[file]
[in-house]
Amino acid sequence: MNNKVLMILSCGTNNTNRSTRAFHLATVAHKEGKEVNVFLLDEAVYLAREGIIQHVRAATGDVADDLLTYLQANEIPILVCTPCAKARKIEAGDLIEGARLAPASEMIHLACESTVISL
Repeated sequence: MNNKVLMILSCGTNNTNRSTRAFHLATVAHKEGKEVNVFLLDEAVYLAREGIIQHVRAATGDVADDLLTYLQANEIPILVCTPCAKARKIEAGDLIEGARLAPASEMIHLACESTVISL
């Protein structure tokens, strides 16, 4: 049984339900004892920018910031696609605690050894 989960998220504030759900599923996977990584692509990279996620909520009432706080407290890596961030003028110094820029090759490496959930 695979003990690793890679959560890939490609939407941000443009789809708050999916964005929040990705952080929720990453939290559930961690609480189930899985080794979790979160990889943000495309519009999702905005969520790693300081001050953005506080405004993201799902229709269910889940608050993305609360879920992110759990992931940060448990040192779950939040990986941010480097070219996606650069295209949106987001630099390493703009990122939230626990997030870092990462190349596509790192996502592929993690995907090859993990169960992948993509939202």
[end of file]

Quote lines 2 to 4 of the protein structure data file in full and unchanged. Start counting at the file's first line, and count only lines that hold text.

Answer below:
Amino acid sequence: MNNKVLMILSCGTNNTNRSTRAFHLATVAHKEGKEVNVFLLDEAVYLAREGIIQHVRAATGDVADDLLTYLQANEIPILVCTPCAKARKIEAGDLIEGARLAPASEMIHLACESTVISL
Repeated sequence: MNNKVLMILSCGTNNTNRSTRAFHLATVAHKEGKEVNVFLLDEAVYLAREGIIQHVRAATGDVADDLLTYLQANEIPILVCTPCAKARKIEAGDLIEGARLAPASEMIHLACESTVISL
């Protein structure tokens, strides 16, 4: 049984339900004892920018910031696609605690050894 989960998220504030759900599923996977990584692509990279996620909520009432706080407290890596961030003028110094820029090759490496959930 695979003990690793890679959560890939490609939407941000443009789809708050999916964005929040990705952080929720990453939290559930961690609480189930899985080794979790979160990889943000495309519009999702905005969520790693300081001050953005506080405004993201799902229709269910889940608050993305609360879920992110759990992931940060448990040192779950939040990986941010480097070219996606650069295209949106987001630099390493703009990122939230626990997030870092990462190349596509790192996502592929993690995907090859993990169960992948993509939202």